Food poisoning killed 36 people out of the 1,914 Ghanaians who suffered from various forms of food poisoning.
Out of the figure were 60 cases of food-borne disease outbreaks with a total of 36 deaths.
Figures from the Food and Drugs Authority (FDA) reveal that these incidents happened between 2013 and 2021
Food-borne diseases comprise a broad spectrum of diseases and accounts for a significant number of morbidity and mortality issues worldwide.
Ghanaians who suffered from food poisoning in a pilot project conducted in 2015 reported different illnesses such as viral hepatitis, cholera, dysentery, typhoid fever and other food born diseases.
The FDA has called for effective collaboration to ensure surveillance and prompt food-borne disease outbreak response in the country to tackle the situation
Chief Executive Officer of FDA, Mrs Delese M. Darko said surveillance of food-borne diseases was becoming an increasingly high priority in the public health agenda in many countries.
According to her, such surveillance helped estimate the burden of food-borne diseases, assessed relative impacts on health and economics, and the evaluation of prevention and control programmes.
She was addressing participants at a two-day training workshop on the implementation of an integrated Food-borne Disease Surveillance System and Food Safety Emergency Response Plan (FoSERP).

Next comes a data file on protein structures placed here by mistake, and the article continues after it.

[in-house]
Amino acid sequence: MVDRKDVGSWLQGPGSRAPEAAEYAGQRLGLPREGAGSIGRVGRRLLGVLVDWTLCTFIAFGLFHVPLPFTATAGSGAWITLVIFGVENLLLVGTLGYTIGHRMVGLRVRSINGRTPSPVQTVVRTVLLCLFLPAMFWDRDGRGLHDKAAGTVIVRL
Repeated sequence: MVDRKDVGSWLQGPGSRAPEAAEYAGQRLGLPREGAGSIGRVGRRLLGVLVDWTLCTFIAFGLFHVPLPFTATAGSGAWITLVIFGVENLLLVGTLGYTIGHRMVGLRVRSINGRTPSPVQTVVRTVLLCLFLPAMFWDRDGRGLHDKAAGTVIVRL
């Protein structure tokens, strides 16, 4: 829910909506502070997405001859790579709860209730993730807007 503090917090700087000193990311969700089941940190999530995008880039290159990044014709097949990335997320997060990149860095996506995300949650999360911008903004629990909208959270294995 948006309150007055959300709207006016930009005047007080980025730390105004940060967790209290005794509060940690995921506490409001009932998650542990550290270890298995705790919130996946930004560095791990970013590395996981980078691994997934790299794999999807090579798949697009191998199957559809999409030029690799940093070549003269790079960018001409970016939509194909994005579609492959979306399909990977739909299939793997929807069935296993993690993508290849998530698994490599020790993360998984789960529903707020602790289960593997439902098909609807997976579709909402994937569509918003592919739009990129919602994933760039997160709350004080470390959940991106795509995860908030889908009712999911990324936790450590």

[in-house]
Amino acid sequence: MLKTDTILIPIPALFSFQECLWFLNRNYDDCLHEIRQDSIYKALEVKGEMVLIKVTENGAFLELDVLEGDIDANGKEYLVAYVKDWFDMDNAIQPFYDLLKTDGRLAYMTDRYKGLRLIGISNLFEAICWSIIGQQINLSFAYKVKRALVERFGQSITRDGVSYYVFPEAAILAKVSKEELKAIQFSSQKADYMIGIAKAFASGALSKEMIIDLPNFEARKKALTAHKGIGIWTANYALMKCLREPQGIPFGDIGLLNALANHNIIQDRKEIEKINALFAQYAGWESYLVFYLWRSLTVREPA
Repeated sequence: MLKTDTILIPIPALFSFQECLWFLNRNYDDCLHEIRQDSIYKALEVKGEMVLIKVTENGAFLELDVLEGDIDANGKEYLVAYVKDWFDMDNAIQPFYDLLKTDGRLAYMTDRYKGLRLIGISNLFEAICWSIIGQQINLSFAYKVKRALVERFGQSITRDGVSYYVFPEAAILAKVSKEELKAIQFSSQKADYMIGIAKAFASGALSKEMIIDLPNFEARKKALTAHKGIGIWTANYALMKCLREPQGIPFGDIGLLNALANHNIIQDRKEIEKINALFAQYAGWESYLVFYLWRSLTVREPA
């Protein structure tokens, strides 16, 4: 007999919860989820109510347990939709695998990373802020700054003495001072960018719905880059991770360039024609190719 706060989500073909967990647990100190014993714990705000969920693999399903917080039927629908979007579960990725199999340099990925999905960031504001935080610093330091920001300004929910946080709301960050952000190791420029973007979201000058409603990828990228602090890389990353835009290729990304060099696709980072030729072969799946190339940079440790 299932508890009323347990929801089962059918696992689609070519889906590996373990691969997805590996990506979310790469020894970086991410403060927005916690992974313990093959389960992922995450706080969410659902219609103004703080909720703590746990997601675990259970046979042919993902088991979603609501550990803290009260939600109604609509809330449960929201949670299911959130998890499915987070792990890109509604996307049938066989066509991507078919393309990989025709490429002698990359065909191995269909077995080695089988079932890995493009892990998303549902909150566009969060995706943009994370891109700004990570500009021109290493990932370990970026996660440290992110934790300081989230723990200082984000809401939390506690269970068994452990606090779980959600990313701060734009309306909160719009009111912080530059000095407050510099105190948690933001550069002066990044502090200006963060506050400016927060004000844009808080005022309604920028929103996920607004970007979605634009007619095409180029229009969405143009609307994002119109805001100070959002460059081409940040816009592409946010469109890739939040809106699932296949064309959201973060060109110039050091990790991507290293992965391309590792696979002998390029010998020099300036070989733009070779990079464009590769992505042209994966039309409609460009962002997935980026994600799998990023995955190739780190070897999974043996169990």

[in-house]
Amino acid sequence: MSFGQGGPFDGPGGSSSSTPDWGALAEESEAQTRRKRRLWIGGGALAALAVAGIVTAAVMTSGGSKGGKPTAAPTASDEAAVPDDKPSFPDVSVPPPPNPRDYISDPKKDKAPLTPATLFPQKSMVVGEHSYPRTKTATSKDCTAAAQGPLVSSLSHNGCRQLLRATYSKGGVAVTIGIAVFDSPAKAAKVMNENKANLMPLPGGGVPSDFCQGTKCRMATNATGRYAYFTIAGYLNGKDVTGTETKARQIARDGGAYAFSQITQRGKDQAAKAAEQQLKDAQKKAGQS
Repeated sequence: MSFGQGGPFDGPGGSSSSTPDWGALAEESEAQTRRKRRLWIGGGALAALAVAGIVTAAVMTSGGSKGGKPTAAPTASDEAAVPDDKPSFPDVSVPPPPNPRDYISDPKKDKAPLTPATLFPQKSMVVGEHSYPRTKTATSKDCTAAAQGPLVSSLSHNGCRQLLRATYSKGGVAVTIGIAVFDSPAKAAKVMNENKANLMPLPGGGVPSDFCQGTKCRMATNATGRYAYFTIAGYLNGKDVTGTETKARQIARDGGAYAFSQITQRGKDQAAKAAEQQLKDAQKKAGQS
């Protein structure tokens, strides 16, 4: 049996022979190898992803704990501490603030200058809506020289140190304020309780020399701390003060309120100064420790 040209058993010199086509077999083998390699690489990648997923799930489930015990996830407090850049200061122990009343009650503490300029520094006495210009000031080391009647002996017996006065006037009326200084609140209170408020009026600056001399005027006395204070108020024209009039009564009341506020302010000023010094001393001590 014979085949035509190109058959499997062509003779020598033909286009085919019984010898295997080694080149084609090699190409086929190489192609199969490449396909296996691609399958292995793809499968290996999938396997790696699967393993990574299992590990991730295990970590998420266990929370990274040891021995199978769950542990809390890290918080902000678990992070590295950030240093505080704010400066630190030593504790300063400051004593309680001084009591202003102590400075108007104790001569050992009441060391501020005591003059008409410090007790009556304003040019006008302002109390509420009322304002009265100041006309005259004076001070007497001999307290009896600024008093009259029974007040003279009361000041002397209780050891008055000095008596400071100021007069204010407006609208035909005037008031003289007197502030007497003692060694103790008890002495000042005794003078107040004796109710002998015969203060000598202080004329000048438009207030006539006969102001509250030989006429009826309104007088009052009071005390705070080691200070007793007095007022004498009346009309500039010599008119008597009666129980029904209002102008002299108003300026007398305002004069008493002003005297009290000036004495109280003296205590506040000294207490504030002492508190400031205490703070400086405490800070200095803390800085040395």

The training discussed issues concerning food-borne diseases in Ghana and the need to keep appropriate data on food-borne diseases.
Mrs Darko, reiterated the need for rapid detection of and response to outbreaks, a major source of information for conducting risk assessment, and more broadly, for risk management and communication.
She explained that changes in food production and distribution methods were making food safety a critical and fundamental component of public health.
Mrs Darko said the FDA in 2021 spearheaded the development of a Food Safety Emergency Response Plan (FoSERP), which outlined how food safety emergencies, including food-borne disease outbreaks were to be addressed in a coordinated manner.
Head of Food Safety Coordination and Consumer Education Department at FDA Mrs Joycelyn Adelaide N.K Egyakwa-Amusah, said the need for collaboration was important as it would enable Ghana to meet the Joint External Evaluation (JEE) requirements for food safety whiles enabling compliance with the International Health Regulations (IHR).
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